If this option is set then all incoming connections will be treated as non-shared. VNC Server will therefore either disconnect any existing connections, or refuse the incoming connection, depending on whether non-shared connections are configured to replace existing ones (see below).
- Use client's preferred sharing setting
When connecting, VNC Viewer specifies whether the connection should be shared or non-shared. If this setting is configured then the VNC Viewer's preference will be respected.
- Non-shared connections replace existing ones
If an incoming connection is to be shared (either by choice or because AlwaysShared is set) then existing connections remain active. If a connection is non-shared (either by choice or because NeverShared is set) then either the new connection must be rejected, or existing clients disconnected.
If this setting is configured then existing clients will be disconnected when a new non-shared connection is made. Otherwise, they will remain, and the new connection will fail.
- Use VNC Hooks to track graphical updates
VNC Server is designed to support a variety of techniques for tracking changes to the local desktop. This release supports the classic VNC Hooks technique. VNC Server can either be configured to use VNC Hooks, or to continually poll the screen for changes.
- Poll console windows for updates
The VNC Hooks hooking technique cannot track console windows because of limitations in the operating system. Instead, console windows may be polled for changes. If this option is set then VNC Server will track the visible parts of console windows and poll those areas for changes.
Note that if you choose to disable VNC Hooks then the entire display will be continually polled for changes, removing the need for separate polling of console windows.
- Capture alpha-blended windows
This option selects between two screen capture methods. If UseCaptureBlt is false then the faster of the two methods is used, which may in some cases cause alpha-blended windows and tool-tips not to be visible remotely. If UseCaptureBlt is true then these windows will be visible remotely but the VNC Server overhead will be increased.
Heuristic change tracking techniques, such as those used by VNC Hooks, often report changed areas that have changed very little. Even fully accurate tracking systems can report areas have changed even when they have simply been re-drawn and hence have not actually changed.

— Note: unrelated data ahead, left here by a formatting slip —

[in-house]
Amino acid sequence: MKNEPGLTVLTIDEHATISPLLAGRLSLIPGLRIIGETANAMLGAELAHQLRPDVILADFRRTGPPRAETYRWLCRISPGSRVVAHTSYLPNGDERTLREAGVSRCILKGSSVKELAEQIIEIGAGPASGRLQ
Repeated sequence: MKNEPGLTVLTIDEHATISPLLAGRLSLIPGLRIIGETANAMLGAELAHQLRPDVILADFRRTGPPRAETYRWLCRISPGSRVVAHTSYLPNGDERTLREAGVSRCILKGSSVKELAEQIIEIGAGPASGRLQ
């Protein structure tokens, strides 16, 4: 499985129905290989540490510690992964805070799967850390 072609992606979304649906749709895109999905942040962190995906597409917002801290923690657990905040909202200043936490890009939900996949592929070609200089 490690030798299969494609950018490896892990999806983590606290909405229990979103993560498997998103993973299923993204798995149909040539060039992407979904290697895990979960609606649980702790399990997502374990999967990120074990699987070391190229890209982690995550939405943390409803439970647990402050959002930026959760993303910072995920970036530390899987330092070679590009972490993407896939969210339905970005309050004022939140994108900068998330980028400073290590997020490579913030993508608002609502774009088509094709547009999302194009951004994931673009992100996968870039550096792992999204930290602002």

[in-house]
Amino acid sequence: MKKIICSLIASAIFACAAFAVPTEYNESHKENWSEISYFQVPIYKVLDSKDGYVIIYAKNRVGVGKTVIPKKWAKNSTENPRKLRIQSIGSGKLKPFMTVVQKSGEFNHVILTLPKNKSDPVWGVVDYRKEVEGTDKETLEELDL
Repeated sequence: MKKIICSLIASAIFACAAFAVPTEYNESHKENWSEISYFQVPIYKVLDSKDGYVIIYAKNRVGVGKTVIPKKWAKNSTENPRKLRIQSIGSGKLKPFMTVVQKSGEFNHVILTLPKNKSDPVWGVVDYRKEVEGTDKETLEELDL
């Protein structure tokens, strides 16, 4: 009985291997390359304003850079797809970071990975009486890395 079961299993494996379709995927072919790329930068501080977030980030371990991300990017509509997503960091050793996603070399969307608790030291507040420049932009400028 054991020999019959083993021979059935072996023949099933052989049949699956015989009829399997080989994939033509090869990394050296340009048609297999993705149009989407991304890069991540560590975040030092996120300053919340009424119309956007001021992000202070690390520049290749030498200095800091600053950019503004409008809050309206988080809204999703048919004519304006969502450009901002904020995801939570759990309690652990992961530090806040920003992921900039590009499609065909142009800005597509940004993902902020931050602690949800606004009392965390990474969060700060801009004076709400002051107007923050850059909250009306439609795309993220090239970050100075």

Disabling this option prevents VNC Server from detecting and transmitting only those parts of the screen which have actually changed to viewers. Disabling this option is not advised.
- Import VNC 3.3 Settings
If you have configured WinVNC 3.3 on a machine then you can automatically have VNC Server 4 configure itself to match your existing 3.3 settings as closely as possible. VNC Server 4 will warn you when it cannot match existing settings completely, or if they are no longer relevant.
If you choose to import settings to configure a User-Mode VNC Server then VNC Server will attempt to import your personal WinVNC 3.3 settings. If you choose to import settings to configure a Service-Mode VNC Server then the WinVNC 3.3 Default settings on the local machine will be used.
Note that you must separately uninstall the WinVNC 3.3 service if you import the settings into VNC Server 4, or configure VNC Server 4 to operate on a different port number.
- Only use protocol version 3.3
VNC Server 4 supports both the original VNC version 3.3 protocol, and the new VNC protocol version 3.7. Some third-party VNC software use non-standard version numbers which may cause incompatibility issues. VNC Server 4 can therefore be configure only ever to use the original VNC protocol version, ensuring compatibility even with non-standard VNC Viewers.
Note that this option applies to all VNC connections and reduces the functionality available to connecting VNC Viewers.
Windows 3.11 / Windows NT 3.51 / Windows 95
VNC Enterprise Edition is not designed to operate on Windows 3.11 or older, Windows NT 3.51 or Windows 95.
Windows 98 / Windows Me
VNC Enterprise Edition is designed to operate on both Windows 98 and Windows Me. Because these platforms are inherently insecure, it is not possible to use the NtLogon authentication method with them. Encrypted sessions are supported, for use with the VNC authentication method.
Windows NT 4.0
Although VNC Enterprise Edition is designed to operate on Windows NT 4.0, the NtLogon access control dialog is not available on this platform. Settings may instead be applied using the VNC Deployment Tool, or copied from the registry of a configured Windows 2000/XP/2003 computer to an NT 4.0 computer in order to configure NtLogon access control. If NtLogon access control settings have not been applied then the defaults described previously will apply.
The Fast User Switching and Remote Desktop features of Windows XP can prevent VNC Server from operating correctly, due to limitations in the Windows Service mechanism. We recommend avoiding use of Fast User Switching and Remote Desktop facilities in Windows XP.
A compatibility extension is in development.
Windows 2003 Server
VNC Server 4 and above are designed to be compatible with Windows 2003 Server.